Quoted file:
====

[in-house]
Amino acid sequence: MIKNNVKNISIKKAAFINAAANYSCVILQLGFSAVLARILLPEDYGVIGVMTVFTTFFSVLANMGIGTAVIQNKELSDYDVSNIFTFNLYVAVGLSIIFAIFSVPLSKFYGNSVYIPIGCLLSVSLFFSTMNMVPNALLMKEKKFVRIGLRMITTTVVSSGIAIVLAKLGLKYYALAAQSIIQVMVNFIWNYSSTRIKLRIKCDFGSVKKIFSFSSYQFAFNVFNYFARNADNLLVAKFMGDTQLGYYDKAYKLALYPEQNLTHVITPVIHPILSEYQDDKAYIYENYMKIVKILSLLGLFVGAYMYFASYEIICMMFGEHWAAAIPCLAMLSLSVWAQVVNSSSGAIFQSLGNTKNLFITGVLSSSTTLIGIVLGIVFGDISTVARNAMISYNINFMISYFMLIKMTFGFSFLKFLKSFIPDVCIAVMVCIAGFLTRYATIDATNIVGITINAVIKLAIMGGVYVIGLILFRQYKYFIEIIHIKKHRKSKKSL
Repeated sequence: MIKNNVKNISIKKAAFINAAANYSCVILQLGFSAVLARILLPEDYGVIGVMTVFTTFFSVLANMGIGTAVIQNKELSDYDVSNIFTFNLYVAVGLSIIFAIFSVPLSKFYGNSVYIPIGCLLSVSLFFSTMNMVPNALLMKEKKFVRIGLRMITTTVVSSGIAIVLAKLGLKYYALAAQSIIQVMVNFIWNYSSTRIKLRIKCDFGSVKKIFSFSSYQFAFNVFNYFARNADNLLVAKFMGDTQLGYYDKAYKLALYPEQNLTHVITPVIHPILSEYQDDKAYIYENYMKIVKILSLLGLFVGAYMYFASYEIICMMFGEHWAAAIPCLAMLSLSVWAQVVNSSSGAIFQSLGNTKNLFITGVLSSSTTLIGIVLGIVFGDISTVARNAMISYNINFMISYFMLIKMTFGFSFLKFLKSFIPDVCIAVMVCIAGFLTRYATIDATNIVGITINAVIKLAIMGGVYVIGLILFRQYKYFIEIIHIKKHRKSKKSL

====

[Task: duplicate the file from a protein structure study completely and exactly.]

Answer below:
[in-house]
Amino acid sequence: MIKNNVKNISIKKAAFINAAANYSCVILQLGFSAVLARILLPEDYGVIGVMTVFTTFFSVLANMGIGTAVIQNKELSDYDVSNIFTFNLYVAVGLSIIFAIFSVPLSKFYGNSVYIPIGCLLSVSLFFSTMNMVPNALLMKEKKFVRIGLRMITTTVVSSGIAIVLAKLGLKYYALAAQSIIQVMVNFIWNYSSTRIKLRIKCDFGSVKKIFSFSSYQFAFNVFNYFARNADNLLVAKFMGDTQLGYYDKAYKLALYPEQNLTHVITPVIHPILSEYQDDKAYIYENYMKIVKILSLLGLFVGAYMYFASYEIICMMFGEHWAAAIPCLAMLSLSVWAQVVNSSSGAIFQSLGNTKNLFITGVLSSSTTLIGIVLGIVFGDISTVARNAMISYNINFMISYFMLIKMTFGFSFLKFLKSFIPDVCIAVMVCIAGFLTRYATIDATNIVGITINAVIKLAIMGGVYVIGLILFRQYKYFIEIIHIKKHRKSKKSL
Repeated sequence: MIKNNVKNISIKKAAFINAAANYSCVILQLGFSAVLARILLPEDYGVIGVMTVFTTFFSVLANMGIGTAVIQNKELSDYDVSNIFTFNLYVAVGLSIIFAIFSVPLSKFYGNSVYIPIGCLLSVSLFFSTMNMVPNALLMKEKKFVRIGLRMITTTVVSSGIAIVLAKLGLKYYALAAQSIIQVMVNFIWNYSSTRIKLRIKCDFGSVKKIFSFSSYQFAFNVFNYFARNADNLLVAKFMGDTQLGYYDKAYKLALYPEQNLTHVITPVIHPILSEYQDDKAYIYENYMKIVKILSLLGLFVGAYMYFASYEIICMMFGEHWAAAIPCLAMLSLSVWAQVVNSSSGAIFQSLGNTKNLFITGVLSSSTTLIGIVLGIVFGDISTVARNAMISYNINFMISYFMLIKMTFGFSFLKFLKSFIPDVCIAVMVCIAGFLTRYATIDATNIVGITINAVIKLAIMGGVYVIGLILFRQYKYFIEIIHIKKHRKSKKSL